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I recently used "I own some.email@gmail.com", and a friend said this was incorrect. I can see logically how this is true, you wouldn't use own in the context of an account identifier in any other circumstances (e.g. "I own 07700 123456"), but I can't think of a better word. Here's the full context:

I own some.email@gmail.com from a project waaaay back. I get interesting emails occasionally, where someone has decided to test their product with that email address, not realising it's real and that I'm checking it.

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I don't see why not. What did your friend suggest instead? –  Barrie England Jul 5 '12 at 9:39
    
'Have' was suggested, but it's more a case of 'own' being incorrect (and the sentence needing rewording) than something else being correct. –  fredley Jul 5 '12 at 9:40
    
It's certainly possible to own non-material things, if that's the problem. –  Barrie England Jul 5 '12 at 9:46
    
Thinking about it, the concept of ownership probably stems from the idea of an email address as an identity, something for which the word 'own' is appropriate. –  fredley Jul 5 '12 at 9:49
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A title is just a title, and not choosing to ignore the context and example given by the OP, just because it is convenient to do so, is being objective... –  Roaring Fish Jul 5 '12 at 13:29
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5 Answers 5

"Own" could be considered incorrect on the basis that you do not have ultimate control of a hosted email account. In the case of Gmail, Google could cancel the service or revoke the name without consulting you.

Having said that, the use of "own" is probably just a bit strong for the context it is being used.

Rather than:

I own some.email@gmail.com from a project waaaay back.

... you could still show possession but more in line with the tone of the conversation:

  • some.email@gmail.com is mine from a project waaaay back.

... or more relaxed still:

  • I still have some.email@gmail.com from a project waaaay back.
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Those are some good alternatives. –  fredley Jul 5 '12 at 10:53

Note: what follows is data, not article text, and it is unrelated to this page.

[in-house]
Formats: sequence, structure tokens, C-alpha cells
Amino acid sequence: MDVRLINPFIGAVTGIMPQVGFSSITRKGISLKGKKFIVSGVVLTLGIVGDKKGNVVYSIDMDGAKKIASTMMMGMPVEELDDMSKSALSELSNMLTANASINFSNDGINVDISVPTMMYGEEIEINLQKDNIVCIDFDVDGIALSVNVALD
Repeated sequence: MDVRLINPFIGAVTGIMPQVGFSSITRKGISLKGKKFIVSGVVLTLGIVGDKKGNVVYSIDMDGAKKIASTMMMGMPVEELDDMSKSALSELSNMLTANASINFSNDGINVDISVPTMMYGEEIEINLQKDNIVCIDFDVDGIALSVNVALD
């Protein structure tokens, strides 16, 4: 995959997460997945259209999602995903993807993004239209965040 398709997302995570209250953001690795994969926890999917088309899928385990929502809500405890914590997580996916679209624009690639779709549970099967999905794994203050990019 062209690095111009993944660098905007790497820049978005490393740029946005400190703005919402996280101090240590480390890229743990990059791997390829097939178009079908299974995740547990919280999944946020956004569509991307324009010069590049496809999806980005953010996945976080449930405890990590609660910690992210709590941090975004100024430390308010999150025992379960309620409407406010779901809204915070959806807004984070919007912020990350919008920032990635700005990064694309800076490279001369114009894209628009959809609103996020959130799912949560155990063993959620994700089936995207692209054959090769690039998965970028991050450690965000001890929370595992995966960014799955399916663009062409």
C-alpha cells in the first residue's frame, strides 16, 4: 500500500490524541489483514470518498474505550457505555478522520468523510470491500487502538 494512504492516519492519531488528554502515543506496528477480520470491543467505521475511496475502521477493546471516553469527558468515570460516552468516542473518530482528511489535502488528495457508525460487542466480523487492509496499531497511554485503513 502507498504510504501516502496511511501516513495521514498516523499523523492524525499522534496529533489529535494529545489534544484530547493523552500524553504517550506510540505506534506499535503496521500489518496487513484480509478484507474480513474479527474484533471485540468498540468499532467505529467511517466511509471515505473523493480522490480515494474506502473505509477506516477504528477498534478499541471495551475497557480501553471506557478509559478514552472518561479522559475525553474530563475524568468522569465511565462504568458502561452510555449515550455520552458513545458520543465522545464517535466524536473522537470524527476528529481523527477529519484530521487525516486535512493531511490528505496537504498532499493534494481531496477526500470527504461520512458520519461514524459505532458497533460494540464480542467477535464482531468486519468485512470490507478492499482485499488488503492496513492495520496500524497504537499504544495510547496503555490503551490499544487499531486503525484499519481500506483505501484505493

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One of the meaning of own (as verb) is "have something as one's own," and I think it applies in this case: Email addresses are unique in the same domain; if you have xyzabc@gmail.com as email, nobody else can have the same email, even if they could have xyzabc@yahoo.com.

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Common parlance for web domains and email addresses is that you are sitting on it. This phrase has the added implication that you are not currently using it.

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After examining the word own in the dictionary, I'll discuss a dissenting opinion, and concede he has a point. When own is used as an adjective, it means something belongs to a certain individual, but when own is used as a verb, it means to possess.

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Sure, it's your email account; you alone use it, and you alone know the password. But technically, I think the account is owned by Google, not you. (If Google shut down gmail tomorrow, the account would vanish, and you wouldn't have any recourse). So, maybe it would have been more precise to refer to the account by saying "my own some.email account" (using own as an adjective) rather than saying "I own the some.email account" (using own as a verb).

In the end, this becomes a somewhat technical matter of ownership and possession in the virtual realm. You might own a domain name (because you're paying for it), but do you own a free account? Or does the host own it, and you merely use it?

All that said, it's a bit of a grey area, and some might argue that he's being overly picky and too rigid in his adherence to the strict dictionary definition.

In the end, I think I'd side with you and against your friend on this one. If to own means to possess, what does possess mean? NOAD says that possess means have as belonging to one. I would argue the account belongs to you, and therefore you own it.